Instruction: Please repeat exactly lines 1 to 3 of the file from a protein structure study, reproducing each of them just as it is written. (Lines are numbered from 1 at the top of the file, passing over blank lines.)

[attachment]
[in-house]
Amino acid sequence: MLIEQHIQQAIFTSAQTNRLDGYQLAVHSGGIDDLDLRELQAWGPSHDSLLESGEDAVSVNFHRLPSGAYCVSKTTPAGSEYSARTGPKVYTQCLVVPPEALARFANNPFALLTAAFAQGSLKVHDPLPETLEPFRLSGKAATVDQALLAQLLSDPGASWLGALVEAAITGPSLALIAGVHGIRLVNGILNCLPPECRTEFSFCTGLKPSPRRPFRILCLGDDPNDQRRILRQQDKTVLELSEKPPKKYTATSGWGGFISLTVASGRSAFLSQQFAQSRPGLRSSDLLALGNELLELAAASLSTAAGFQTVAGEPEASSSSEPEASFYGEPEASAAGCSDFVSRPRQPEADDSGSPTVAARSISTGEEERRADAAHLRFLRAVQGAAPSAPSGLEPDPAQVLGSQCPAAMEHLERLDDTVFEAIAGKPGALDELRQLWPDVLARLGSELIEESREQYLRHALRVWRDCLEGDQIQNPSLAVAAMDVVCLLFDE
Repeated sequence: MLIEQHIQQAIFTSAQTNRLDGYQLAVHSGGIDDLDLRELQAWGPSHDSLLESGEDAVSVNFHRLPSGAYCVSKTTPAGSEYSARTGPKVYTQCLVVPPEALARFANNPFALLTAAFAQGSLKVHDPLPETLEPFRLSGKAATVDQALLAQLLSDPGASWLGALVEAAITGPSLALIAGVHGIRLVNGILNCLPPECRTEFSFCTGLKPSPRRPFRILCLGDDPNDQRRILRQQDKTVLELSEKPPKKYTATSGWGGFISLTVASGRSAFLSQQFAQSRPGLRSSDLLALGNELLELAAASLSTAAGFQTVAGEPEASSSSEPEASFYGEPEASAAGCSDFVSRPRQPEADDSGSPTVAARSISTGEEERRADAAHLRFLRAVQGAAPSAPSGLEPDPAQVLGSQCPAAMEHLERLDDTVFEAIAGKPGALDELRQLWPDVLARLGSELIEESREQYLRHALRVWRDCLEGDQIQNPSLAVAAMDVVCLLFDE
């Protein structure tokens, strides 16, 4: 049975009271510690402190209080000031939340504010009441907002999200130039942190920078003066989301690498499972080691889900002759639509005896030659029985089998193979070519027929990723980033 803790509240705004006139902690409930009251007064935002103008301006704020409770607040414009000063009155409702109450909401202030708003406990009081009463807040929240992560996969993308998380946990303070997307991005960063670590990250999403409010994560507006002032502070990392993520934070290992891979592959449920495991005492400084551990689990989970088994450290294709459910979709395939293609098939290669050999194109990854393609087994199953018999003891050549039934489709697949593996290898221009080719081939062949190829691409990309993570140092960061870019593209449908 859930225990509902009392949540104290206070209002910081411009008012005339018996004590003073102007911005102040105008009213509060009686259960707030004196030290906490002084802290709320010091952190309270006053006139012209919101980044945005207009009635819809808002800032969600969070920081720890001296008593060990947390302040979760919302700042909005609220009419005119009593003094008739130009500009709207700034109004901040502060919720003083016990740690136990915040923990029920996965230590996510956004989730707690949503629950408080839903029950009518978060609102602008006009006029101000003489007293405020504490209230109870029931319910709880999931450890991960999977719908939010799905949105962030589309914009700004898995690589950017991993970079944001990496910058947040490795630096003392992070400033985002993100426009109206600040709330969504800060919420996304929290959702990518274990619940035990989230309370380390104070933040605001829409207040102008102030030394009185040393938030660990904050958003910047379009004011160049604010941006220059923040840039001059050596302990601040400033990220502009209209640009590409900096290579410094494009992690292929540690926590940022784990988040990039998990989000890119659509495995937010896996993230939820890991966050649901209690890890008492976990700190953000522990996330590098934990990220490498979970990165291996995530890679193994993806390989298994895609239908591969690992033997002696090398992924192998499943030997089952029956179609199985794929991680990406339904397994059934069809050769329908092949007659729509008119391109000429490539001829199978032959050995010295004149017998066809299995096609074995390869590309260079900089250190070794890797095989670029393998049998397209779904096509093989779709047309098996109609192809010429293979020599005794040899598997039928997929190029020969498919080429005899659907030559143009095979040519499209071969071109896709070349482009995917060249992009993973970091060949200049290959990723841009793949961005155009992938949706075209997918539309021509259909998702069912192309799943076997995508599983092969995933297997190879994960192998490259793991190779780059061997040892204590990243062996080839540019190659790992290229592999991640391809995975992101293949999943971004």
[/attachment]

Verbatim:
[in-house]
Amino acid sequence: MLIEQHIQQAIFTSAQTNRLDGYQLAVHSGGIDDLDLRELQAWGPSHDSLLESGEDAVSVNFHRLPSGAYCVSKTTPAGSEYSARTGPKVYTQCLVVPPEALARFANNPFALLTAAFAQGSLKVHDPLPETLEPFRLSGKAATVDQALLAQLLSDPGASWLGALVEAAITGPSLALIAGVHGIRLVNGILNCLPPECRTEFSFCTGLKPSPRRPFRILCLGDDPNDQRRILRQQDKTVLELSEKPPKKYTATSGWGGFISLTVASGRSAFLSQQFAQSRPGLRSSDLLALGNELLELAAASLSTAAGFQTVAGEPEASSSSEPEASFYGEPEASAAGCSDFVSRPRQPEADDSGSPTVAARSISTGEEERRADAAHLRFLRAVQGAAPSAPSGLEPDPAQVLGSQCPAAMEHLERLDDTVFEAIAGKPGALDELRQLWPDVLARLGSELIEESREQYLRHALRVWRDCLEGDQIQNPSLAVAAMDVVCLLFDE
Repeated sequence: MLIEQHIQQAIFTSAQTNRLDGYQLAVHSGGIDDLDLRELQAWGPSHDSLLESGEDAVSVNFHRLPSGAYCVSKTTPAGSEYSARTGPKVYTQCLVVPPEALARFANNPFALLTAAFAQGSLKVHDPLPETLEPFRLSGKAATVDQALLAQLLSDPGASWLGALVEAAITGPSLALIAGVHGIRLVNGILNCLPPECRTEFSFCTGLKPSPRRPFRILCLGDDPNDQRRILRQQDKTVLELSEKPPKKYTATSGWGGFISLTVASGRSAFLSQQFAQSRPGLRSSDLLALGNELLELAAASLSTAAGFQTVAGEPEASSSSEPEASFYGEPEASAAGCSDFVSRPRQPEADDSGSPTVAARSISTGEEERRADAAHLRFLRAVQGAAPSAPSGLEPDPAQVLGSQCPAAMEHLERLDDTVFEAIAGKPGALDELRQLWPDVLARLGSELIEESREQYLRHALRVWRDCLEGDQIQNPSLAVAAMDVVCLLFDE